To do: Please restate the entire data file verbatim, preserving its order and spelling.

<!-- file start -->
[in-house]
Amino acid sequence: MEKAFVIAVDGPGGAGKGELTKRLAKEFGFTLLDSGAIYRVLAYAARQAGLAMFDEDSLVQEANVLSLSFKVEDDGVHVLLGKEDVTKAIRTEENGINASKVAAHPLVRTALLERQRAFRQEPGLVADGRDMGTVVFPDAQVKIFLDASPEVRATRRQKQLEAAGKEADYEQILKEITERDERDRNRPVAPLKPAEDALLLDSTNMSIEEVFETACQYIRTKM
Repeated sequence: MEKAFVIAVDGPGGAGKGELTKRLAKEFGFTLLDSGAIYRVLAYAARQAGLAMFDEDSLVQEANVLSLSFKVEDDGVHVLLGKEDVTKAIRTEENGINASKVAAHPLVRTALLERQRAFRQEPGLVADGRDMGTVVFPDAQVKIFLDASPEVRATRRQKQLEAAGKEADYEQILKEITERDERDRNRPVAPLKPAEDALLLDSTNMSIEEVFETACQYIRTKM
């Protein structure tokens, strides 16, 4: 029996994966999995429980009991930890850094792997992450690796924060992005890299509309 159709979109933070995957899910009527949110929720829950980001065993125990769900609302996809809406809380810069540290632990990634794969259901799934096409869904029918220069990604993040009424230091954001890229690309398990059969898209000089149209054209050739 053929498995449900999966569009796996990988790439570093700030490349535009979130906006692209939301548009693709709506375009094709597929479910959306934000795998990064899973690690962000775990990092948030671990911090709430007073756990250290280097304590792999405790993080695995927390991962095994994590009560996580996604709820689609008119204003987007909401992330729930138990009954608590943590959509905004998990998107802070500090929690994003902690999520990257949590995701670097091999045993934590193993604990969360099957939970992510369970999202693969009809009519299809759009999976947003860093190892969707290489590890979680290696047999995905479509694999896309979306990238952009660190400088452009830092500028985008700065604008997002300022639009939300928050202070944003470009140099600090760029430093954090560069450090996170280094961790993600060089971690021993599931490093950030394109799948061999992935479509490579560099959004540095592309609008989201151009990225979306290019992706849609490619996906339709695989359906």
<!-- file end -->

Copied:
[in-house]
Amino acid sequence: MEKAFVIAVDGPGGAGKGELTKRLAKEFGFTLLDSGAIYRVLAYAARQAGLAMFDEDSLVQEANVLSLSFKVEDDGVHVLLGKEDVTKAIRTEENGINASKVAAHPLVRTALLERQRAFRQEPGLVADGRDMGTVVFPDAQVKIFLDASPEVRATRRQKQLEAAGKEADYEQILKEITERDERDRNRPVAPLKPAEDALLLDSTNMSIEEVFETACQYIRTKM
Repeated sequence: MEKAFVIAVDGPGGAGKGELTKRLAKEFGFTLLDSGAIYRVLAYAARQAGLAMFDEDSLVQEANVLSLSFKVEDDGVHVLLGKEDVTKAIRTEENGINASKVAAHPLVRTALLERQRAFRQEPGLVADGRDMGTVVFPDAQVKIFLDASPEVRATRRQKQLEAAGKEADYEQILKEITERDERDRNRPVAPLKPAEDALLLDSTNMSIEEVFETACQYIRTKM
């Protein structure tokens, strides 16, 4: 029996994966999995429980009991930890850094792997992450690796924060992005890299509309 159709979109933070995957899910009527949110929720829950980001065993125990769900609302996809809406809380810069540290632990990634794969259901799934096409869904029918220069990604993040009424230091954001890229690309398990059969898209000089149209054209050739 053929498995449900999966569009796996990988790439570093700030490349535009979130906006692209939301548009693709709506375009094709597929479910959306934000795998990064899973690690962000775990990092948030671990911090709430007073756990250290280097304590792999405790993080695995927390991962095994994590009560996580996604709820689609008119204003987007909401992330729930138990009954608590943590959509905004998990998107802070500090929690994003902690999520990257949590995701670097091999045993934590193993604990969360099957939970992510369970999202693969009809009519299809759009999976947003860093190892969707290489590890979680290696047999995905479509694999896309979306990238952009660190400088452009830092500028985008700065604008997002300022639009939300928050202070944003470009140099600090760029430093954090560069450090996170280094961790993600060089971690021993599931490093950030394109799948061999992935479509490579560099959004540095592309609008989201151009990225979306290019992706849609490619996906339709695989359906």